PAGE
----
Season

Number of outbreaks in Europe

2016-2017

2,781

2017-2018

166

2018-2019

21

2019-2020

334

2020-2021

3,559

 

2016-2017 2017-2018
2018-2019 2019-2020
2020-2021  
 

Figure 1: Representation of the outbreaks in the various clade 2.3.4.4b HPAI-H5 seasons since 2016 (source: EFSA). Circle = outbreak in poultry, star = outbreak in wild birds, triangle = outbreak in birds living in captivity.

The type of virus currently circulating is especially virulent for both poultry and birds living in the wild. The European Food Safety Authority (EFSA) has labeled the bird flu outbreak of the winter of 2020-2021 the most devastating and long-lasting epidemic of highly pathogenic avian influenza (HPAI) that has ever occurred in Europe.

Bird Flu in Belgium

Only two outbreaks of HPH5Nx were observed in 2020 whereas, in 2021, the Belgian NRL for Avian Influenza confirmed 11 outbreaks on farms (6) and in animals living in captivity, and all of this without any real interruption over the summer period. A remarkable development because, up to then, the outbreaks of the influenza virus occurred primarily in the winter period and there was a characteristic “summer break”. The loss of seasonality could indicate persistent circulation of the virus in animals living in the wild.

The autumn migration of wild birds in 2021 breathed new life into the epidemic, bringing with it a stream of new highly pathogenic H5Nx-viruses. The first positive wild bird of the new wave in Belgium was confirmed on 12 November 2021, and was followed by the first positive poultry business on 8 December 2021. The 2021-2022 bird-flu season was testament to the usefulness of the surveillance of wild birds as a warning system.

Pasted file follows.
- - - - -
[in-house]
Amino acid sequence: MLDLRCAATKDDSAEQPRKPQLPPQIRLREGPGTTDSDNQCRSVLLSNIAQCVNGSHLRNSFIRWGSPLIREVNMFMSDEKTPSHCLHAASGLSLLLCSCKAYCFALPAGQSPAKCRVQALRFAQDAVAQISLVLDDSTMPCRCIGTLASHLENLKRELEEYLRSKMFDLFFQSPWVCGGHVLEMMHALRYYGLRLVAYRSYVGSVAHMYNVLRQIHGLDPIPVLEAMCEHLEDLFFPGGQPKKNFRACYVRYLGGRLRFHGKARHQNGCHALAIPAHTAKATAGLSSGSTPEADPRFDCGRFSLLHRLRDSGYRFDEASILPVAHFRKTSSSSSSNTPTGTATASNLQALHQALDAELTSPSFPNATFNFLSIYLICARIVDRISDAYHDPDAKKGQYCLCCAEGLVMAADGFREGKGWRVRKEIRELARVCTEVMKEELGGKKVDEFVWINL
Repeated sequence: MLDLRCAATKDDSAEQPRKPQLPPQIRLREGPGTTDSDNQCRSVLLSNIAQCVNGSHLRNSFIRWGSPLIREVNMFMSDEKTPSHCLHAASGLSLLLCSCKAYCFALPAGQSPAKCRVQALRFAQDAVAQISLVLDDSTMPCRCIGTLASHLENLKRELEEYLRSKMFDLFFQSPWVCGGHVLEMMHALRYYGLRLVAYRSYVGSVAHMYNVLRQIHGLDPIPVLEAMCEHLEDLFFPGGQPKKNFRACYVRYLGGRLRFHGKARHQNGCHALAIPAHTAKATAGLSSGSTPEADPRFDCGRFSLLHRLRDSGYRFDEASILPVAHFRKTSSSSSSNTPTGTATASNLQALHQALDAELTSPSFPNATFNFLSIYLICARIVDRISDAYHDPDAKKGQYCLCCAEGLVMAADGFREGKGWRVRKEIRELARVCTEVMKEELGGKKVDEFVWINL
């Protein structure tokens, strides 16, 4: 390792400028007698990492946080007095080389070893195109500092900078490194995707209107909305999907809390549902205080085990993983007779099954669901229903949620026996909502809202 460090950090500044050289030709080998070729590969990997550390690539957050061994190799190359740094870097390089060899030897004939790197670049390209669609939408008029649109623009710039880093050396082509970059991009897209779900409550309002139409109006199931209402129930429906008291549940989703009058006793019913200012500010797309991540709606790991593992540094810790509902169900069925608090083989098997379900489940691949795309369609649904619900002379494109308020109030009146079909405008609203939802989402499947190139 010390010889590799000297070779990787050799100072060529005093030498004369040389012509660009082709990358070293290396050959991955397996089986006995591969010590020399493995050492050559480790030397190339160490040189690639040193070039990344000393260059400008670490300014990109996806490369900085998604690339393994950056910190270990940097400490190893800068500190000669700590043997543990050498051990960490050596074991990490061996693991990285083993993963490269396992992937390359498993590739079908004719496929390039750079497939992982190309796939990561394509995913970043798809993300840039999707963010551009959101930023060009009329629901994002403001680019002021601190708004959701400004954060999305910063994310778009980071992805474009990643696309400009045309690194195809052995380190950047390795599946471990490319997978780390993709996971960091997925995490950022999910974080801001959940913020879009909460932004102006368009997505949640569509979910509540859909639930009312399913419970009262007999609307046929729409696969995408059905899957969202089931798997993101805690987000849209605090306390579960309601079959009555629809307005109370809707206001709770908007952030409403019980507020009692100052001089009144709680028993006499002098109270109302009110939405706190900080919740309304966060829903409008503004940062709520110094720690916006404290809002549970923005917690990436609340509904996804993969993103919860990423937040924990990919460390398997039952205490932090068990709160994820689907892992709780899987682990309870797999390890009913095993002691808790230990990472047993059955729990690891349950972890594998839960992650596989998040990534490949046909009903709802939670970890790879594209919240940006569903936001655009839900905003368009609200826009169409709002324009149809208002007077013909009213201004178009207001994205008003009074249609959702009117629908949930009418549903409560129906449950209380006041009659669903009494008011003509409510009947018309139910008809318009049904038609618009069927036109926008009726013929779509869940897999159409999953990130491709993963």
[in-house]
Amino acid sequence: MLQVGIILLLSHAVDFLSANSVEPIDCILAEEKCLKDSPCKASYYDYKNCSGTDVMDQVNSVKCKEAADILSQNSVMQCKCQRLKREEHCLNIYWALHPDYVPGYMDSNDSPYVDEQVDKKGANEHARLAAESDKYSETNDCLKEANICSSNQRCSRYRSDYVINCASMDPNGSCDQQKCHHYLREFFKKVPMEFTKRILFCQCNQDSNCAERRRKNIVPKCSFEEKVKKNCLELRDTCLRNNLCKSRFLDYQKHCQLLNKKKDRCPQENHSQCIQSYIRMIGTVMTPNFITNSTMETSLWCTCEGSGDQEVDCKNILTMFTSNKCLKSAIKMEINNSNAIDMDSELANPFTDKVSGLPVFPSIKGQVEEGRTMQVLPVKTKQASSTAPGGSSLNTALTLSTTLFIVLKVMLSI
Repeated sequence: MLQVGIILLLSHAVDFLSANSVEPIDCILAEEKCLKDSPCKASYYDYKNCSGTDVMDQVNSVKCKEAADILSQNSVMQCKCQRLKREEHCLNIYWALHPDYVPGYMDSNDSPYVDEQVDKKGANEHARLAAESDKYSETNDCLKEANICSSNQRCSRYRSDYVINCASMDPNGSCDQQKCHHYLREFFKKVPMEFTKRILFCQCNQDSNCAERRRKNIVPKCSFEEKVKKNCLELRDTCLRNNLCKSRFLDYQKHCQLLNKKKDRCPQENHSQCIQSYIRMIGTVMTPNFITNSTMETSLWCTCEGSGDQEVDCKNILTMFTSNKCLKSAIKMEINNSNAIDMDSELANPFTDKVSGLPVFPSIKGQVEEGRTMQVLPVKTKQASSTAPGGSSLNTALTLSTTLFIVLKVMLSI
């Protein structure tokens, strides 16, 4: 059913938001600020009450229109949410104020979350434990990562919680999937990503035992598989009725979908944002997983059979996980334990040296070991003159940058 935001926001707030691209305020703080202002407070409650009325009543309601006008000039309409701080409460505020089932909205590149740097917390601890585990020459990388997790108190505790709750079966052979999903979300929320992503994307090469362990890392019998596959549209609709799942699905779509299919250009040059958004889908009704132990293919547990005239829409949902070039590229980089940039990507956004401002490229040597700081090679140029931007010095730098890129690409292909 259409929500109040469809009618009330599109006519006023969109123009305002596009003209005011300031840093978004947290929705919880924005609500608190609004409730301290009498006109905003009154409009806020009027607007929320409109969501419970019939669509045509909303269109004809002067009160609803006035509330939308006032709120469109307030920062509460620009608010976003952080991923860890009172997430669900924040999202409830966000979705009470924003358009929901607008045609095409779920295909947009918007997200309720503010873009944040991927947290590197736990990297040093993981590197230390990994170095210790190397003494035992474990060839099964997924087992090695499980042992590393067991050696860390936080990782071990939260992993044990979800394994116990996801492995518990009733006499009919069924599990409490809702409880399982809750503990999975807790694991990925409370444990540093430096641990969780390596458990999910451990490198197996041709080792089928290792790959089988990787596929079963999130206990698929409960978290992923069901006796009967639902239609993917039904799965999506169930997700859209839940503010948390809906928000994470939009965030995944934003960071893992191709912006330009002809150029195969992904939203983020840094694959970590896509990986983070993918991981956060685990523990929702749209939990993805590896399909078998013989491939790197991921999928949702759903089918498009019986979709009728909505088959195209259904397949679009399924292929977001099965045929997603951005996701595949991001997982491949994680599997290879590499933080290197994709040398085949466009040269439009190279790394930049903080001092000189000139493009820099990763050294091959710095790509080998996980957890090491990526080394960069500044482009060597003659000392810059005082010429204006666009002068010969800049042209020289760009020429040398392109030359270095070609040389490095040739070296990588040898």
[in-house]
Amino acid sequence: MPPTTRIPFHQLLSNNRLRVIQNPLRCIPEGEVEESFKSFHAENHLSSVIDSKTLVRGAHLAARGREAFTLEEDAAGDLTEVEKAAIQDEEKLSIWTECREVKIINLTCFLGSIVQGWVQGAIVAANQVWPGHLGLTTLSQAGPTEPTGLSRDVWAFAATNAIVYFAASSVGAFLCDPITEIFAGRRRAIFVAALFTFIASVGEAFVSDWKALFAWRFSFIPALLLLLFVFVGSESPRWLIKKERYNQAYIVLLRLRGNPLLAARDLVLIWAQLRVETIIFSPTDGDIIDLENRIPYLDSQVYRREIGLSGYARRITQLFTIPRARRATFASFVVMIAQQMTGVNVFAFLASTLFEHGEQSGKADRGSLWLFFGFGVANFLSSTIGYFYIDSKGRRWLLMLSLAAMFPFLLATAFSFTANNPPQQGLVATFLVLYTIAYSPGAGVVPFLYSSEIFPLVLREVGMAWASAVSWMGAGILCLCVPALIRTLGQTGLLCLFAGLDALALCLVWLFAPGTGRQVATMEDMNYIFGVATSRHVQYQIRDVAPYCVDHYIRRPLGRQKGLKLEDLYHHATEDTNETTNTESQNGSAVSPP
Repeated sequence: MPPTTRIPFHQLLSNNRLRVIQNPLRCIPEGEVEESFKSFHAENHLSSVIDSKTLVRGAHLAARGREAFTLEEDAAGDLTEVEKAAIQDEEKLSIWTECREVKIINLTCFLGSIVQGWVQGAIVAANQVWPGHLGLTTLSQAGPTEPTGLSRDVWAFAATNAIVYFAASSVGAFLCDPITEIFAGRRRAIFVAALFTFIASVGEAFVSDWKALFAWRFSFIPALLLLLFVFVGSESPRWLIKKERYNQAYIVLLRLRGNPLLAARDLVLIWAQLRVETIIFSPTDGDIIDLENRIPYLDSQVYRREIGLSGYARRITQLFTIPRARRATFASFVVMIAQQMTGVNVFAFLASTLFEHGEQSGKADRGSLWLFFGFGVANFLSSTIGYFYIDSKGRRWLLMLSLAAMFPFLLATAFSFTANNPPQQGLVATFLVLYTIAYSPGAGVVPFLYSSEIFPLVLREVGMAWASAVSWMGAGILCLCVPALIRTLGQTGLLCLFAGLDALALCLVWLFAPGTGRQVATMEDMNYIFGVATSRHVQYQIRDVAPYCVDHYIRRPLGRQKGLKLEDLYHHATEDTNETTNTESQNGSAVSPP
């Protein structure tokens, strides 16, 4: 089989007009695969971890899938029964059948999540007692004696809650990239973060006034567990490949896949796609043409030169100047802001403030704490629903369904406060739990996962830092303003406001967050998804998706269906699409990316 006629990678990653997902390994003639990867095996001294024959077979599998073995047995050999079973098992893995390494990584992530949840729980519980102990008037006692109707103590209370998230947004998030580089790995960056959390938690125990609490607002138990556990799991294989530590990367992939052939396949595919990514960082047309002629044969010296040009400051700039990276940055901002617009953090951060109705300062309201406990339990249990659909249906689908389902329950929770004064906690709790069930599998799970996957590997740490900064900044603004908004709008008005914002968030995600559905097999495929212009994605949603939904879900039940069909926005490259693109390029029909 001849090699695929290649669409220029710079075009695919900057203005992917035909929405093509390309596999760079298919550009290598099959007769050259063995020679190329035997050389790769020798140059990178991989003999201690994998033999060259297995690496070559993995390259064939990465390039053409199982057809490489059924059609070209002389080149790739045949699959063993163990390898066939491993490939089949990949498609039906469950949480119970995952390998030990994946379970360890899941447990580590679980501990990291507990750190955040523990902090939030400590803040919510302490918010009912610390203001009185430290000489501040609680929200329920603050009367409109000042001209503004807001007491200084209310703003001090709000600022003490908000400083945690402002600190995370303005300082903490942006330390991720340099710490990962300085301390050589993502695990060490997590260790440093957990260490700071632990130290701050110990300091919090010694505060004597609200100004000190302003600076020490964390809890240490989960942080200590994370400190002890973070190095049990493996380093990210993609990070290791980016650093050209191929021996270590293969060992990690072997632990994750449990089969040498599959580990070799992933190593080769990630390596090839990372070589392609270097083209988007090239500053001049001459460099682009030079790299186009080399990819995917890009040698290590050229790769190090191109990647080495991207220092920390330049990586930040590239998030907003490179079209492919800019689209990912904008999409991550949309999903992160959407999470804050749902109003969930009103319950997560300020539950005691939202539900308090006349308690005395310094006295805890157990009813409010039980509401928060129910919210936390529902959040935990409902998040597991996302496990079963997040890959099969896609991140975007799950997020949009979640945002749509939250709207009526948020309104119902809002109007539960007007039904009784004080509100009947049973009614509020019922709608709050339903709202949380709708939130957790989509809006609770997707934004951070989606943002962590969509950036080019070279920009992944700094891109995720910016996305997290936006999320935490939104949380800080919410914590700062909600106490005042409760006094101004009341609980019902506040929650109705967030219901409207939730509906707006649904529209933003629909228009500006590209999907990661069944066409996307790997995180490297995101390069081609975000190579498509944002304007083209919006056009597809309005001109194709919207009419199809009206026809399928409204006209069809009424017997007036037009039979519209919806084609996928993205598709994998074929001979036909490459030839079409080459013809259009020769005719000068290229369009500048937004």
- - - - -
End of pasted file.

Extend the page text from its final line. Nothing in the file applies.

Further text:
In 2021, 30 wild birds, such as geese, ducks, birds of prey and coastal birds, tested positive for the highly-pathogenic H5Nx-strain of the virus. Within one month (January 2022), there were an additional 30 new detections in wild birds, meaning there was a lot of (highly-pathogenic H5) bird-flu virus circulating among these animals (high infection levels) at the time. These cases in wild birds were primarily detected in the north of our country, which is particularly densely populated with water birds, but which is also where the vast majority of our poultry businesses are located. The first wild bird to test positive in Wallonia was reported on 9 February 2021 in the province of Liège.

Figure 2: Overview of the highly-pathogenic H5N1 detections in Belgium in wild birds (red) and in the sector (orange), combined with the poultry density in the different municipalities.